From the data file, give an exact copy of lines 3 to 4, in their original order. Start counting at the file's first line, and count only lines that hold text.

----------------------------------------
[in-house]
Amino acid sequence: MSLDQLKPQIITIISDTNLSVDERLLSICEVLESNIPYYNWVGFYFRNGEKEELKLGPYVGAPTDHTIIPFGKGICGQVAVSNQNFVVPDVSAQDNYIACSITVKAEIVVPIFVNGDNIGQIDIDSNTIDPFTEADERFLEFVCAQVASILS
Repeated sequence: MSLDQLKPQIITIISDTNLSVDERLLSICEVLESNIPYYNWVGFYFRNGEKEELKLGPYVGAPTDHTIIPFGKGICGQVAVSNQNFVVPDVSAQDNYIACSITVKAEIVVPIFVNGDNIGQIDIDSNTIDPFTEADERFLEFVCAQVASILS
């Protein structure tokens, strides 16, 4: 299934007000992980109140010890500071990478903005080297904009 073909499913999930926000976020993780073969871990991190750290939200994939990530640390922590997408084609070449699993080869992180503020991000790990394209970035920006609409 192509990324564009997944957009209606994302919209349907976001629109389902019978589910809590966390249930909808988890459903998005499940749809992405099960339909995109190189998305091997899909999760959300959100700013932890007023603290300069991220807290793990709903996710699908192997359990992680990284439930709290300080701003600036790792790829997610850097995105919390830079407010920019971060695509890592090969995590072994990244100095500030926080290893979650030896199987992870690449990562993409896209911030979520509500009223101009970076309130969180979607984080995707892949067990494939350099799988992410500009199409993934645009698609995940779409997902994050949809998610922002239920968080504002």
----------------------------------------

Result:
Repeated sequence: MSLDQLKPQIITIISDTNLSVDERLLSICEVLESNIPYYNWVGFYFRNGEKEELKLGPYVGAPTDHTIIPFGKGICGQVAVSNQNFVVPDVSAQDNYIACSITVKAEIVVPIFVNGDNIGQIDIDSNTIDPFTEADERFLEFVCAQVASILS
């Protein structure tokens, strides 16, 4: 299934007000992980109140010890500071990478903005080297904009 073909499913999930926000976020993780073969871990991190750290939200994939990530640390922590997408084609070449699993080869992180503020991000790990394209970035920006609409 192509990324564009997944957009209606994302919209349907976001629109389902019978589910809590966390249930909808988890459903998005499940749809992405099960339909995109190189998305091997899909999760959300959100700013932890007023603290300069991220807290793990709903996710699908192997359990992680990284439930709290300080701003600036790792790829997610850097995105919390830079407010920019971060695509890592090969995590072994990244100095500030926080290893979650030896199987992870690449990562993409896209911030979520509500009223101009970076309130969180979607984080995707892949067990494939350099799988992410500009199409993934645009698609995940779409997902994050949809998610922002239920968080504002």